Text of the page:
Both the D3200 and the G1 have been discontinued, but can regularly be found used on eBay. The G1 was replaced by the Panasonic G2, while the D3200 was followed by the Nikon D3300. Further information on the two cameras (e.g. user guides, manuals), as well as related accessories, can be found on the official Nikon and Panasonic websites.
Review summary: Nikon D3200 vs Panasonic G1
So how do things add up? Is there a clear favorite between the Nikon D3200 and the Panasonic G1? Which camera is better? Below is a summary of the relative strengths of each of the two contestants.
Arguments in favor of the Nikon D3200:
- More detail: Offers more megapixels (24.1 vs 12MP) with a 44% higher linear resolution.
- Better image quality: Scores substantially higher (28 points) in the DXO overall assessment.
- Richer colors: Generates images with noticeably better colors (3 bits more color depth).
- More dynamic range: Captures a larger spectrum of light and dark details (2.9 EV of extra DR).
- Better low-light sensitivity: Requires less light for good images (1.3 stops ISO advantage).
- Broader imaging potential: Can record not only still images but also 1080/30p movies.
- Brighter framing: Features an optical viewfinder for clear, lag-free composition.
- More detailed LCD: Has a higher resolution rear screen (921k vs 460k dots).
- Faster burst: Shoots at higher frequency (4 vs 3 flaps/sec) to capture the decisive moment.
- Longer lasting: Can take more shots (540 versus 410) on a single battery charge.
- Faster buffer clearing: Has an SD card interface that supports the UHS-I standard.
- More modern: Reflects 3 years and 7 months of technical progress since the G1 launch.
Advantages of the Panasonic Lumix DMC-G1:
- More framing info: Has an electronic viewfinder that displays shooting data.
- More complete view: Has a viewfinder with a larger field of view (100% vs 95%).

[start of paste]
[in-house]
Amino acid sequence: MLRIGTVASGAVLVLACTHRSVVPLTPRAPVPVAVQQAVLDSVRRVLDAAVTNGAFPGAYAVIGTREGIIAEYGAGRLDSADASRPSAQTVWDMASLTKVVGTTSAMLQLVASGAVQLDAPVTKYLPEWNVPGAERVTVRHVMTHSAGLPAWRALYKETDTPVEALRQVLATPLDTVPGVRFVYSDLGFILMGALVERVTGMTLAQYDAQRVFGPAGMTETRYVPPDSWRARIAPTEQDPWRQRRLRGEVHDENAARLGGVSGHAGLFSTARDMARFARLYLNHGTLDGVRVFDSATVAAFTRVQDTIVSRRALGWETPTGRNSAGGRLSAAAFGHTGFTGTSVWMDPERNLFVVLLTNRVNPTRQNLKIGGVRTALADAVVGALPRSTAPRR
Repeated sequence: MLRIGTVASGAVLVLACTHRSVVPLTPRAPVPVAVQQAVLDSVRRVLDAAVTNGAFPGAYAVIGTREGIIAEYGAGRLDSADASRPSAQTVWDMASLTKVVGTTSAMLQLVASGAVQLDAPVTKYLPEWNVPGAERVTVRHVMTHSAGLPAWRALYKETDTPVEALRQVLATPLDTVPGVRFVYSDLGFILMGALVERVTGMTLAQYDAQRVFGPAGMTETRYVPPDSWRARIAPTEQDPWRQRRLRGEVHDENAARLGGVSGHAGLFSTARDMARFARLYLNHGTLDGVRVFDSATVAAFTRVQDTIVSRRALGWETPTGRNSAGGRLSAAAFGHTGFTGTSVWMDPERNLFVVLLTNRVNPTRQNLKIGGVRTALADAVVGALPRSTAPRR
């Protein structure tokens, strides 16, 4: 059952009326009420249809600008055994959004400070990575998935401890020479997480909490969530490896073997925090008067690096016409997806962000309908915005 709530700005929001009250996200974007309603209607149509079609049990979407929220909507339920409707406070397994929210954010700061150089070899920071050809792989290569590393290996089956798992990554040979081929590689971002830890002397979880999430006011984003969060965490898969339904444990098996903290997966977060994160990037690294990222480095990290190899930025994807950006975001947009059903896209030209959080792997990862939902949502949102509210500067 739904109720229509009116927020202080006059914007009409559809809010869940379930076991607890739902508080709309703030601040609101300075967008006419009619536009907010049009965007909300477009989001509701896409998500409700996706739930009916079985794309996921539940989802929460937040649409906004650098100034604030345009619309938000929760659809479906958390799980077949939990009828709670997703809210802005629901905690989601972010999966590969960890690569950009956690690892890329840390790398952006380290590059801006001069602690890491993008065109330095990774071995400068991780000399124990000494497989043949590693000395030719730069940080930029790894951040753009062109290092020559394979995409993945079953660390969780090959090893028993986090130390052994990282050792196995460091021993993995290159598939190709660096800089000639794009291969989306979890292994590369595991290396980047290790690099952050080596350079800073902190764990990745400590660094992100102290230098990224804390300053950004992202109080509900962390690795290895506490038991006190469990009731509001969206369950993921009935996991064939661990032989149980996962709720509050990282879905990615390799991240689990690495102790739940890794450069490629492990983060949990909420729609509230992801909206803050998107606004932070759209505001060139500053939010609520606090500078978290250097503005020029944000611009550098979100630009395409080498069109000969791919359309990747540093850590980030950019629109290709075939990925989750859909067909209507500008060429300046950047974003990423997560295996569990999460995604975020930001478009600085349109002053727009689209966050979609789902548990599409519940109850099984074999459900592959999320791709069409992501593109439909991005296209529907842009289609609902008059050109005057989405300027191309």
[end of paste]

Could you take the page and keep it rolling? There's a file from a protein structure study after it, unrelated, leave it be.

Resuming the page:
- Larger viewfinder image: Features a viewfinder with a higher magnification (0.70x vs 0.53x).
- More flexible LCD: Has swivel screen for odd-angle shots in portrait or landscape orientation.
- More selfie-friendly: Has an articulated screen that can be turned to be front-facing.
- More compact: Is smaller (124x84mm vs 125x96mm) and will fit more readily into a bag.
- Less heavy: Has a lower weight (by 145g or 29 percent) and is thus easier to take along.
- More legacy lens friendly: Can use many non-native lenses via adapters.
- More heavily discounted: Has been around for much longer (launched in September 2008).
If the count of individual advantages (bullet points above) is taken as a guide, the D3200 emerges as the winner of the contest (12 : 9 points). However, the relevance of individual strengths will vary across photographers, so that you might want to apply your own weighing scheme to the summary points when reflecting and deciding on a new camera. A professional wedding photographer will view the differences between cameras in a way that diverges from the perspective of a travel photog, and a person interested in cityscapes has distinct needs from a macro shooter. Hence, the decision which camera is best and worth buying is often a very personal one.